The Only Plausible Answer

Charles Krauthammer describes the challenge facing us:

…What is becoming clear is that the overall international strategic situation in which we had unchallenged hegemony for the first decade and half the unipolar moment is now over. We are seeing on the horizon the rise of something that is always expected in any unipolar era, which is an alliance of others who oppose us.

Historically, whenever one country has arisen above all the others in power, anti-hegemonic alliances immediately formed against them. The classic example is the alliance against Napoleon in the early nineteenth century, and of course the alliances against Germany from World War I to World War II, particularly in the 1930s, where you had the rise of an aggressive, hegemonic Germany in the heart of Europe. What is interesting about our unipolar era is that whereas we had achieved unprecedented hegemony in the first decade and a half, there were no alliances against us. What I think we are beginning to see now is Iran positioning itself at the center of a regional alliance against us, again with the–Hezbollah, Hamas, Syria, Sadr–looking to overawe the entire region with the acquisition of nuclear weapons, which would make it the regional superpower. And Iran is receiving tacit backing for its regional and anti-American ambitions from two great powers: Russia and China. That, I think, is the structure of the adversary that we will be looking at for the decades to come.

As the Bush Doctrine has come under attack, there are those in America who have welcomed its apparent setbacks and defeats as a vindication of their criticism of the policy. But the problem is that that kind of vindication leaves America in a position where there are no good alternatives. The reason that there is general despair now is because if it proves to be true that the Bush Doctrine has proclaimed an idea of democratizing the Arab/Islamic world that is unattainable and undoable, then there are no remaining answers to how to counter ultimately the threat of Islamic radicalism.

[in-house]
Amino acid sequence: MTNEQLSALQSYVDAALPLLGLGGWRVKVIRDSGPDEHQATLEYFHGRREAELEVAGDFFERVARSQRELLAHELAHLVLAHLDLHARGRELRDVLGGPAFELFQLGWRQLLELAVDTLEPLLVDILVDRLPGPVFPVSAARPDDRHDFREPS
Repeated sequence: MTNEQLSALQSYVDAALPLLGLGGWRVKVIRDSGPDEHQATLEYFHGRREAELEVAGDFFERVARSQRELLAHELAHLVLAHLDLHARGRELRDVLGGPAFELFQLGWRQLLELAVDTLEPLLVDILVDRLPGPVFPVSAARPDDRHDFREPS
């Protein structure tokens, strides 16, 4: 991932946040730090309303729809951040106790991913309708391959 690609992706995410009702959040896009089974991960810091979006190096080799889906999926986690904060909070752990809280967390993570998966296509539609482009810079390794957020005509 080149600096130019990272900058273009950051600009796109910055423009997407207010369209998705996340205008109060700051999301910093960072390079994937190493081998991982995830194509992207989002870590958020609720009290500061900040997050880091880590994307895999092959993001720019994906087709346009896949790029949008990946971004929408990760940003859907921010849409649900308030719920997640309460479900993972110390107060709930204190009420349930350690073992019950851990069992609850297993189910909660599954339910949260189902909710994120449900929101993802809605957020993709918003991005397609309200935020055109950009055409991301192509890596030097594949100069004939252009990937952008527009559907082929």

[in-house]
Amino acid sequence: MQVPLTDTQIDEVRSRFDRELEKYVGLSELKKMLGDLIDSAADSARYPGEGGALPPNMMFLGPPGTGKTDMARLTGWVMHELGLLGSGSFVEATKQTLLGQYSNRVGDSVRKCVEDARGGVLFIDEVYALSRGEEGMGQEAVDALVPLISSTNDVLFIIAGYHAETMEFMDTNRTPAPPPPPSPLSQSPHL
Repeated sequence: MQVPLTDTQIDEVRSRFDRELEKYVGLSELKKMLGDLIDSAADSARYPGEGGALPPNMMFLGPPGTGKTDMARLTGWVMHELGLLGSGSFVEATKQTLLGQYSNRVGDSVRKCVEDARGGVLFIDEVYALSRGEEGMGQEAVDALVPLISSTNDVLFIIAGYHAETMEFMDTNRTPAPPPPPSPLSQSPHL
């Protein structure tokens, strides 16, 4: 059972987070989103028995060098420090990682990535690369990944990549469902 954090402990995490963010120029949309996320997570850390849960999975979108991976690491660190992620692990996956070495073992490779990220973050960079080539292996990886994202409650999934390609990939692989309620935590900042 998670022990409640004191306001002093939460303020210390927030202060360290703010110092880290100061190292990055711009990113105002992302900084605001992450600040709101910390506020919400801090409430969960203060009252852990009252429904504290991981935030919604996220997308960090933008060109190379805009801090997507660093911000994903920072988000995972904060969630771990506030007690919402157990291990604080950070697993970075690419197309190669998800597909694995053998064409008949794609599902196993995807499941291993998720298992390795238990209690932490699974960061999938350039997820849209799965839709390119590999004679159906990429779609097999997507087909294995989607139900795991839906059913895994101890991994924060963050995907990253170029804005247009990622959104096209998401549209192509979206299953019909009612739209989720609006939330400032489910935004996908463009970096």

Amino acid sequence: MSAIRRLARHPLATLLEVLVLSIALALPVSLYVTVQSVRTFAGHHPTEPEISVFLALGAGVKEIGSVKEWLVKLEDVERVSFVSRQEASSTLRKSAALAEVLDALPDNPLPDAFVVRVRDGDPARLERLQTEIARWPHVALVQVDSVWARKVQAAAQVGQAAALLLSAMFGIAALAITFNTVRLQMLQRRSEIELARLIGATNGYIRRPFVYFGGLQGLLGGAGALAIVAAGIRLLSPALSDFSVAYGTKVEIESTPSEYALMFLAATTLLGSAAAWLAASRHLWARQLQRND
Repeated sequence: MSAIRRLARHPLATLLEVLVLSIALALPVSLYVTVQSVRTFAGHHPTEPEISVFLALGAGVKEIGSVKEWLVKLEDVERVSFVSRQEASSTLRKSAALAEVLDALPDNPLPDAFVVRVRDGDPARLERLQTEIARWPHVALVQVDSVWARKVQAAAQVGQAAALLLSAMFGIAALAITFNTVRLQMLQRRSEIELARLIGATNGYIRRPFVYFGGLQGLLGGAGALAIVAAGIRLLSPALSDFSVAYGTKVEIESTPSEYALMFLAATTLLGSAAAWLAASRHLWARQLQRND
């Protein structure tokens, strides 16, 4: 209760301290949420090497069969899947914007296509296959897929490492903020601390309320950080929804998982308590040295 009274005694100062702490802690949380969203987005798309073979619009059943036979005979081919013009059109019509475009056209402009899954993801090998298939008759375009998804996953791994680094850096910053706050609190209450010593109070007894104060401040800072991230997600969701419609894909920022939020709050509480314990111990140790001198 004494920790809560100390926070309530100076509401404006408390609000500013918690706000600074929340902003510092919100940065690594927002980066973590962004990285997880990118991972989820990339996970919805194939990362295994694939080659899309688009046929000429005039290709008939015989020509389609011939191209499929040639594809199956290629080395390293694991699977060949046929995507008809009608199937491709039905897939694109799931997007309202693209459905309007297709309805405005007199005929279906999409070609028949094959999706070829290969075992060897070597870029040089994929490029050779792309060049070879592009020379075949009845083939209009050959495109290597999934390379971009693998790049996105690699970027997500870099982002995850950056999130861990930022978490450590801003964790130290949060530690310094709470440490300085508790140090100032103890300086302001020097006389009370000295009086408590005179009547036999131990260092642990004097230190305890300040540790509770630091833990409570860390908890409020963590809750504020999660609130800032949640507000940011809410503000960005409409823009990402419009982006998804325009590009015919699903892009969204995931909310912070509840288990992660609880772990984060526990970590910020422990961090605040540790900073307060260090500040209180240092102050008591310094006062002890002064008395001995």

It remains the only plausible answer–changing the culture of that area, no matter how slow and how difficult the process. It starts in Iraq and Lebanon, and must be allowed to proceed and not precipitate an early and premature surrender. That idea remains the only conceivable one for ultimately prevailing over the Arab Islamic radicalism that exploded upon us 9/11. Every other is a policy of retreat and defeat that would ultimately bring ruin not only on the U.S. but on the very idea of freedom.

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